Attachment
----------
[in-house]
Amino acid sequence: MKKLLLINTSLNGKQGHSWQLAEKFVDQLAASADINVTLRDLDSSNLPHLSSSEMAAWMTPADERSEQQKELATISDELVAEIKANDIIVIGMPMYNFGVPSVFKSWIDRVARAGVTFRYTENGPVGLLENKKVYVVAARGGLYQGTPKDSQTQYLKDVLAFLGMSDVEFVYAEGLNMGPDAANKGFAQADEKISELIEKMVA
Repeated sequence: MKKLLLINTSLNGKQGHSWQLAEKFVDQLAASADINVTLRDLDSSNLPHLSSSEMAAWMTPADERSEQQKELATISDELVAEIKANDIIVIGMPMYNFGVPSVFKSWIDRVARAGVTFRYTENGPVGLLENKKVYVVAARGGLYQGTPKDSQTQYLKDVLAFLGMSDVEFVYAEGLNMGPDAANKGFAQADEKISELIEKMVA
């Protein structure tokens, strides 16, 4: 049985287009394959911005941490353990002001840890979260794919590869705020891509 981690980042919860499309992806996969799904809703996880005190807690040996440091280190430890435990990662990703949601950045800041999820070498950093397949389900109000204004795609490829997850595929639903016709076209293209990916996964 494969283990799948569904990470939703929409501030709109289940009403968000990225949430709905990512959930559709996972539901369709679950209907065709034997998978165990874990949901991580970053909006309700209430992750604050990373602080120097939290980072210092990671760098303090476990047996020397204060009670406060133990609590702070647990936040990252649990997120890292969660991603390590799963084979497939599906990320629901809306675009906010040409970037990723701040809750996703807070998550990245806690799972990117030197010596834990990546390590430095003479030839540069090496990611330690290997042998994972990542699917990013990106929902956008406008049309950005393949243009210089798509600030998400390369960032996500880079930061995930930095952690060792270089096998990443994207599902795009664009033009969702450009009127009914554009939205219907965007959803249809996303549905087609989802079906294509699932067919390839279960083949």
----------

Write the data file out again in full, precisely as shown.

[in-house]
Amino acid sequence: MKKLLLINTSLNGKQGHSWQLAEKFVDQLAASADINVTLRDLDSSNLPHLSSSEMAAWMTPADERSEQQKELATISDELVAEIKANDIIVIGMPMYNFGVPSVFKSWIDRVARAGVTFRYTENGPVGLLENKKVYVVAARGGLYQGTPKDSQTQYLKDVLAFLGMSDVEFVYAEGLNMGPDAANKGFAQADEKISELIEKMVA
Repeated sequence: MKKLLLINTSLNGKQGHSWQLAEKFVDQLAASADINVTLRDLDSSNLPHLSSSEMAAWMTPADERSEQQKELATISDELVAEIKANDIIVIGMPMYNFGVPSVFKSWIDRVARAGVTFRYTENGPVGLLENKKVYVVAARGGLYQGTPKDSQTQYLKDVLAFLGMSDVEFVYAEGLNMGPDAANKGFAQADEKISELIEKMVA
């Protein structure tokens, strides 16, 4: 049985287009394959911005941490353990002001840890979260794919590869705020891509 981690980042919860499309992806996969799904809703996880005190807690040996440091280190430890435990990662990703949601950045800041999820070498950093397949389900109000204004795609490829997850595929639903016709076209293209990916996964 494969283990799948569904990470939703929409501030709109289940009403968000990225949430709905990512959930559709996972539901369709679950209907065709034997998978165990874990949901991580970053909006309700209430992750604050990373602080120097939290980072210092990671760098303090476990047996020397204060009670406060133990609590702070647990936040990252649990997120890292969660991603390590799963084979497939599906990320629901809306675009906010040409970037990723701040809750996703807070998550990245806690799972990117030197010596834990990546390590430095003479030839540069090496990611330690290997042998994972990542699917990013990106929902956008406008049309950005393949243009210089798509600030998400390369960032996500880079930061995930930095952690060792270089096998990443994207599902795009664009033009969702450009009127009914554009939205219907965007959803249809996303549905087609989802079906294509699932067919390839279960083949």